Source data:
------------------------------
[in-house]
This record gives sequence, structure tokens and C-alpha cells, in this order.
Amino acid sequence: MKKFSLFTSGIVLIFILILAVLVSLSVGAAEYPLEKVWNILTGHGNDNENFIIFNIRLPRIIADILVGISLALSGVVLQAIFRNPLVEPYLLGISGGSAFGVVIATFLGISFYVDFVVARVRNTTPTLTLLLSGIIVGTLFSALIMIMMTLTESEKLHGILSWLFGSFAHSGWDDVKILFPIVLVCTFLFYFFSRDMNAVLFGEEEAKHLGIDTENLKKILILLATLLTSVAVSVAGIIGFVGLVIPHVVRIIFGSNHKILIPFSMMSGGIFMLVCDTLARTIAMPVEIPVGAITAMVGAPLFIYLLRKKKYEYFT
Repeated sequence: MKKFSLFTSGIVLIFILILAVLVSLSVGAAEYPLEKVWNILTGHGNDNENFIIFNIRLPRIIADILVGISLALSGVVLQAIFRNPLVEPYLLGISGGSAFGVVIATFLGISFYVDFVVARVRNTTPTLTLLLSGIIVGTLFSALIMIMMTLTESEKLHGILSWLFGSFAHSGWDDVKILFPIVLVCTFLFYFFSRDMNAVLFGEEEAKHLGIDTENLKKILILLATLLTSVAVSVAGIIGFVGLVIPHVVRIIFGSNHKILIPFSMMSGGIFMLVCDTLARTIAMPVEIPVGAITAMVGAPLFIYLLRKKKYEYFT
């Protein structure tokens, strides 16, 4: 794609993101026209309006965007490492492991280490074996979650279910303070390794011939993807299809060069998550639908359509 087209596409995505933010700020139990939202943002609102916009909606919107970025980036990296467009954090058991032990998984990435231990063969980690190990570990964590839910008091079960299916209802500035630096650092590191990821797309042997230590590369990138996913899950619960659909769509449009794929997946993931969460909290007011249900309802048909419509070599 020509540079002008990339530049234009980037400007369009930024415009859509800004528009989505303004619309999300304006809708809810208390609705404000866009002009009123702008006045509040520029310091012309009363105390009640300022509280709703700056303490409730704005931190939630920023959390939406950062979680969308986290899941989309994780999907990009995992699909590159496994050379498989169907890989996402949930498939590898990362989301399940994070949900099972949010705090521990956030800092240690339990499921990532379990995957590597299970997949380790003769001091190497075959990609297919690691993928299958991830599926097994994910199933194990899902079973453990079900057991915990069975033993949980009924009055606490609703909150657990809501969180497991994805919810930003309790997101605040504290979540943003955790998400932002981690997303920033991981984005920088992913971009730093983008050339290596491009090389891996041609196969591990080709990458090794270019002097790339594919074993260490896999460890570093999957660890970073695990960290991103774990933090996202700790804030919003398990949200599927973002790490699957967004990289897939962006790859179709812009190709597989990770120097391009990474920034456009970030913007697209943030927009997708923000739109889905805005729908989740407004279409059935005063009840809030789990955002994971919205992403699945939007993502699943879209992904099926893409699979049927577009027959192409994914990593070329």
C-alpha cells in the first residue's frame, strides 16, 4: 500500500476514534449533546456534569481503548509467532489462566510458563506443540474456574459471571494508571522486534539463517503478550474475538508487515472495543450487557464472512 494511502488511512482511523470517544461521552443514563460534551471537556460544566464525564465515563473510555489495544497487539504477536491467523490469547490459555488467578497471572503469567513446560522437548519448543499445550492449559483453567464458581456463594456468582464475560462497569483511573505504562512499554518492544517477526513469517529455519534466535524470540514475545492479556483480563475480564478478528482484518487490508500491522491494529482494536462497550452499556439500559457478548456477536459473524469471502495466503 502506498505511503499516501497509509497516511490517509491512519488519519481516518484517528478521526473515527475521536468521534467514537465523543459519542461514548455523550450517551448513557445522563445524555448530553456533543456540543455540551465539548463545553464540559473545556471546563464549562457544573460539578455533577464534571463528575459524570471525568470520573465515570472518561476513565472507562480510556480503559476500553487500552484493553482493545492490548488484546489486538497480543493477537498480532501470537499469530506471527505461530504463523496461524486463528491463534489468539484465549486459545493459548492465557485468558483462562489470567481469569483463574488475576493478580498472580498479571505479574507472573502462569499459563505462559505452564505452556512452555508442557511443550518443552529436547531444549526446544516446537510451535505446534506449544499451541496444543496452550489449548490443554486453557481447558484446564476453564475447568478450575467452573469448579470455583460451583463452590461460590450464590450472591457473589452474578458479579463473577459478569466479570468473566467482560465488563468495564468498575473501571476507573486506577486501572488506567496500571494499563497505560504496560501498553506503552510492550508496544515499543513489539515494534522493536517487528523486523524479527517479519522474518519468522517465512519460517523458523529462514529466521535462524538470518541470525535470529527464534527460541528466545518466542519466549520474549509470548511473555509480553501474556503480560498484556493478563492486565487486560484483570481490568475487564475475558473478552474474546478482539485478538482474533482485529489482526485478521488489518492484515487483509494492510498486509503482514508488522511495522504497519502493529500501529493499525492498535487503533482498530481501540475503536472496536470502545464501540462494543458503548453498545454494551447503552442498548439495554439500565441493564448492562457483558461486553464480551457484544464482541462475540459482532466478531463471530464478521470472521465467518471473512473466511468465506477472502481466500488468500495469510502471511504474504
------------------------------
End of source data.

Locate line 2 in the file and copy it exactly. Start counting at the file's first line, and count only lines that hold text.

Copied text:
This record gives sequence, structure tokens and C-alpha cells, in this order.